Down With This Sort Of Thing: The Problem With The Internet

Over the past few months we’ve been asked to think about our place in society and the Internet. In my blog posts I’ve broached topics such as online streaming, online communities and reviews. It’s clear to me now what effect the Internet has had on our world. People now have instant access to any bit of information and they can share their opinions on any given subject. In my opinion, this has made people self-entitled and spoilt. People now think they should share everything with the world and yet feel outraged when their privacy on the social media is called into question.

Technological advancement has led way to the upbringing of a damaged generation that is completely dependent on social media and the Internet. It affects how we act and how we see the world. It has an an impact on how we process things and how  we formulate opinions. Because of the Internet, people are more brash and unapologetic. After seven blog posts on media and the internet, I wanted to give my opinion on the direct effect social media and the Internet has had on our lives.

 

 

 

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US Netflix vs UK Netflix

For the past few years Netflix has become a fundamental part of watching TV and films without the use of a TV. Critics and analysts have fallen over themselves to proclaim how revolutionary streaming services are.

After a month of using Netflix I decided to download a proxy onto my browser to see what content other countries and was annoyed to discover that UK user have been somewhat backhanded by copyright.

This however is not the fault of Netflix. After the resurgence of its business many of Netflix’s rivals were quick to snap up the streaming right for programmes and films available on the US Netflix.

Netflix has tried to rectify this issue by offering more money than its rivals like Amazon Prime however some companies are holding back on jumping into bed with Netflix as it still has ongoing problems like the proxy example used above. Also Netflix users can share their accounts with friends and family meaning they miss out on capitalising on an unpaying audience. While this is good for many users who don’t want to pay for the service (like my older sister *ahem*), Netflix has encouraged users to share their accounts. From the perspective of the companies that Netflix is trying to court, this is a risky move as it means Netflix and said companies could lose out on substancial funds.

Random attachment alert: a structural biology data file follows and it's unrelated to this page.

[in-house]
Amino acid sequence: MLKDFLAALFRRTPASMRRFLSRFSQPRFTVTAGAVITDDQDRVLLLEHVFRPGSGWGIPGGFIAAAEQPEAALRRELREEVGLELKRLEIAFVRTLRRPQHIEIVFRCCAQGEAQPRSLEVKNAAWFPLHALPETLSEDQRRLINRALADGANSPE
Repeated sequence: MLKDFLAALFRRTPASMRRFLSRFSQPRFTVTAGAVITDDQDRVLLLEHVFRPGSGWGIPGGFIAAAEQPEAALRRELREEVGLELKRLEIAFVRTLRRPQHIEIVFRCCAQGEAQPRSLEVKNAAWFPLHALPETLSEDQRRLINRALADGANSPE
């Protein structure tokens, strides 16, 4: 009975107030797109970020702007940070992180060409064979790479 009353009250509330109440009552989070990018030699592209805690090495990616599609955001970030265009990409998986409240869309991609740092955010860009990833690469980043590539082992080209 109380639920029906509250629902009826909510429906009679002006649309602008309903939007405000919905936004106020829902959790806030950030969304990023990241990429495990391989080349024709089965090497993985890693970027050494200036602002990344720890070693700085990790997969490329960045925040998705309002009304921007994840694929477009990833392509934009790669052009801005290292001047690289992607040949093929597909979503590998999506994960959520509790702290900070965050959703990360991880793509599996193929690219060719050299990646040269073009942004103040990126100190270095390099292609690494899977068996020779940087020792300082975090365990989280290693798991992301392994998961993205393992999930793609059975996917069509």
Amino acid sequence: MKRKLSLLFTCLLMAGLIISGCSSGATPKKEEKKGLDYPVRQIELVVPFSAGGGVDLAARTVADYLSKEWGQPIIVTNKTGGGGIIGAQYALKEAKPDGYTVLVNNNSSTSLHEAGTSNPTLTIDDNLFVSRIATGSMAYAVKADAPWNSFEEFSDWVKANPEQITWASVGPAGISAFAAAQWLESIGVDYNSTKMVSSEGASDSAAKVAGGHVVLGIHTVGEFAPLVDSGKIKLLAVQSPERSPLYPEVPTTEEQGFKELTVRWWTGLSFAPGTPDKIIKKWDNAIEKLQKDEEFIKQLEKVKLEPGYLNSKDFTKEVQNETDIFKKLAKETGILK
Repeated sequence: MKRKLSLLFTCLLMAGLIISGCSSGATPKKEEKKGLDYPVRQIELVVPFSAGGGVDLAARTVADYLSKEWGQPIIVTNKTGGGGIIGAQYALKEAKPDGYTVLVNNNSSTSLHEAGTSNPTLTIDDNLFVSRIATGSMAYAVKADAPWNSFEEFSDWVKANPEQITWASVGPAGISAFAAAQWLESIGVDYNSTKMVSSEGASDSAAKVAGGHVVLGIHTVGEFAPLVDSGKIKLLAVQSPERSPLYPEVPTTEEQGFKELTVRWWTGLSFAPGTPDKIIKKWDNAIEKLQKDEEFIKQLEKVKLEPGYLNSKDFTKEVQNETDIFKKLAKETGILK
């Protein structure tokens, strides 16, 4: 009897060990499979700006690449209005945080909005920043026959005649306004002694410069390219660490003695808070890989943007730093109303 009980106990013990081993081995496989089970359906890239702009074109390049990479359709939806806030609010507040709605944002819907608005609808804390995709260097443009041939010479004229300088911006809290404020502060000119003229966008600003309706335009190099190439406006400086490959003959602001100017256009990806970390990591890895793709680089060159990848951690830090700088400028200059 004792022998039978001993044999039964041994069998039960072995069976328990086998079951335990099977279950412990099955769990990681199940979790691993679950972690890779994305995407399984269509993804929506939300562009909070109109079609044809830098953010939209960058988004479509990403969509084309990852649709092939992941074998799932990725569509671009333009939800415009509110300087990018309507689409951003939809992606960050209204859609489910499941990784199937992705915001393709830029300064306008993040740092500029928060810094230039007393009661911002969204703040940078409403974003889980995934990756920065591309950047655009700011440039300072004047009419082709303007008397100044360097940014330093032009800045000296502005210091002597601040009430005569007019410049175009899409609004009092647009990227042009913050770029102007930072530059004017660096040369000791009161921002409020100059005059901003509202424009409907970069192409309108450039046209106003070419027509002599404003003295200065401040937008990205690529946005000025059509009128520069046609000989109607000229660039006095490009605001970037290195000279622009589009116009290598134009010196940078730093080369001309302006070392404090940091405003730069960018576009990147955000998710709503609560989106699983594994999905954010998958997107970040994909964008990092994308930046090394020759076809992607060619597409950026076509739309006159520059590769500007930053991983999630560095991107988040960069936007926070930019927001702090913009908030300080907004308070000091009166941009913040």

Email: The Online Database of You

 

 

Think about your presence online and ask yourself what all your most used websites have in common? Whether it be social media (Facebook, Twitter) or online marketplaces (Ebay, Amazon), they all require an email address.

Want to sign in to Facebook? Enter your email address. Want to buy something from Amazon? Enter your email address.

Looking though your inbox you might see notifications from Facebook about photos you’re tagged in or places you’ve been, you might find emails confirming items bought on Ebay and you might even find an email from a relative. All of this data that makes up your online presence is collected through data-mining software by large corporations which trade our information between themselves and sometimes to our own governments.

Google’s Gmail  is the most well-known and most used email service online therefore making it one of the largest meta-databases in the world.

So next time you think you’re safe because your privacy settings on Facebook and Instagram are set to the highest level, remember that there’s always someone silently monitoring everything you do online.

Yelp: Everyone’s a Critic

 

Launched in 2004 Yelp is an online review site where users can post on restaurants and other local businesses and is mostly used in metropolitan areas. The main selling point of Yelp is that anybody can create an account and start reviewing at their own pace, they can also read other users reviews and recommendations.